BDNYC Members Announce Grad School Decisions

The BDNYC team is delighted to share the graduate school decisions of three of our members: Elena Litvinova Mitra, Jose I. Adorno, and Austin Rothermich.

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Two BDNYC Alumni Awarded NSF GRFP Fellowships

The BDNYC group is excited to congratulate two alumni members on their National Science Fellowship (NSF) Graduate Research Fellowship Program (GRFP) awards! Victoria DiTomasso and Allison (Allie) McCarthy have both won NSF GRFP fellowships for the 2021 award year.

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BDNYC at AAS 231

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Last January, the group BDNYC was at the meeting AAS 231 presenting amazing projects.
Some news: Eileen Gonzales (graduate student) won the Graduate Student Honorable Mentions in the AAS 231 Chambliss Astronomy Student Achievement Awards competition for her poster! Congratulations Eileen! Daniella Bardalez Gagliuffi (Kalbfleisch Postdoctoral Fellow), Ellie Schwab (Helen Fellow, AMNH) and Jackie Faherty (AMNH) presented for the first time in AAS an iPoster. Emily Rice (CSI, AMNH) had a successful Startorialist BOOTHtique with awesome stellar goodies!

Click more to see the posters from the group.

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BDNYC at AAS 229

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It's time for the 229th meeting of the American Astronomical Society! A number of BDNYC members are there to present talks and posters so be sure to check them out! In this post, we list the times and dates. We'll be updating this with links to the posters as well once the conference is over.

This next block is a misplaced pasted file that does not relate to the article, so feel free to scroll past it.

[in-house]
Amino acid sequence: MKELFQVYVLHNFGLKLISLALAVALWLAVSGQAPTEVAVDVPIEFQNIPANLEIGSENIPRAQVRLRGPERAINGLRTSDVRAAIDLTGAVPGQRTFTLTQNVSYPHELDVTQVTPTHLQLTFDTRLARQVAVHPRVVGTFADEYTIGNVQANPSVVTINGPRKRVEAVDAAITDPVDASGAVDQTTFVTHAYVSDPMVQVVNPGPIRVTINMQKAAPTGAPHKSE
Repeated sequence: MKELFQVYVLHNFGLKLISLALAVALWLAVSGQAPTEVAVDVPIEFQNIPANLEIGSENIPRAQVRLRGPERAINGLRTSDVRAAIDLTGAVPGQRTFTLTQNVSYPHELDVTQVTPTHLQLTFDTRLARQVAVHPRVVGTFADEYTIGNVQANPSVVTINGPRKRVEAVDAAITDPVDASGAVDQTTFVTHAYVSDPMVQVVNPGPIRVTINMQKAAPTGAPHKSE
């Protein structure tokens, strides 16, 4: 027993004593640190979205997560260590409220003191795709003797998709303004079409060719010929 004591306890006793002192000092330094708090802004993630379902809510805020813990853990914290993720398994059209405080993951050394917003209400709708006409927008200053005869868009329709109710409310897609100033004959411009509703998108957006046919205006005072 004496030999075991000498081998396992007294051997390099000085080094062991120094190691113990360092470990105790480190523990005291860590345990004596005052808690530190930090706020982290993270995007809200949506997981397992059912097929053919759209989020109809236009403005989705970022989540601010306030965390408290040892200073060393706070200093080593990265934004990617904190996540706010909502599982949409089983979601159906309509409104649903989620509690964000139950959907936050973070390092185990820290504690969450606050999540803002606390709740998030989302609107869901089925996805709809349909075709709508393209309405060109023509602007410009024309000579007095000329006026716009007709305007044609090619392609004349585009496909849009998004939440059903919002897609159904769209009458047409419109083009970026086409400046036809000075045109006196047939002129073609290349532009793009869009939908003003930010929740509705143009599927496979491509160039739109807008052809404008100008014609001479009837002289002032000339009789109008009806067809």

In addition to presentations, our own Kelle Cruz is running for AAS Council. You can find her statement here.

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BDNYC Summer 2016

Summer is always a special time for BDNYC because it's when we have the most time to dedicate to research and spending time with each other! This summer, the group has students from Hunter College, the College of Staten Island, the Graduate Center, Columbia, and Barnard. I'm also proud to say that the SDSS Faculty and Student Teams (FAST) initiative is now supporting our students in addition to AstroComNYC and our NASA and NSF grants. Things are busy, but we took a second at the end of group meeting yesterday to take a picture:

Group Photo Summer 2016

Stellar Kinematics Application

Determining ages for brown dwarfs is one of the trickiest aspects in our research, yet a very important one as they allow us to estimate masses. One way many researchers estimate ages is by attempting to match the motions of the object to that of stellar moving groups with known ages. A match in XYZ-UVW space can suggest membership which would imply the brown dwarf is coeval with that group. One can calculate XYZ positions and UVW velocities in Python or your favorite programming language. BDNYC is now hosting a stellar kinematics web application that can do this for you.

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AstrodbWeb

Followers of this blog and our team's scientific endeavors may know we have a curated database of brown dwarfs we work with. An initial version of this database has been published in Filippazzo et al. 2015 and contains information for 198 objects. The database is also maintained on Github, where we welcome contributions from other researchers. We've developed a set of tools for astronomers to work with SQL databases, namely the Python package astrodbkit. This package can be applied to other SQL databases allowing astronomers from all fields of research to manage their data.
Here we introduce a new tool: AstrodbWeb, a web-based interface to explore the BDNYC database.
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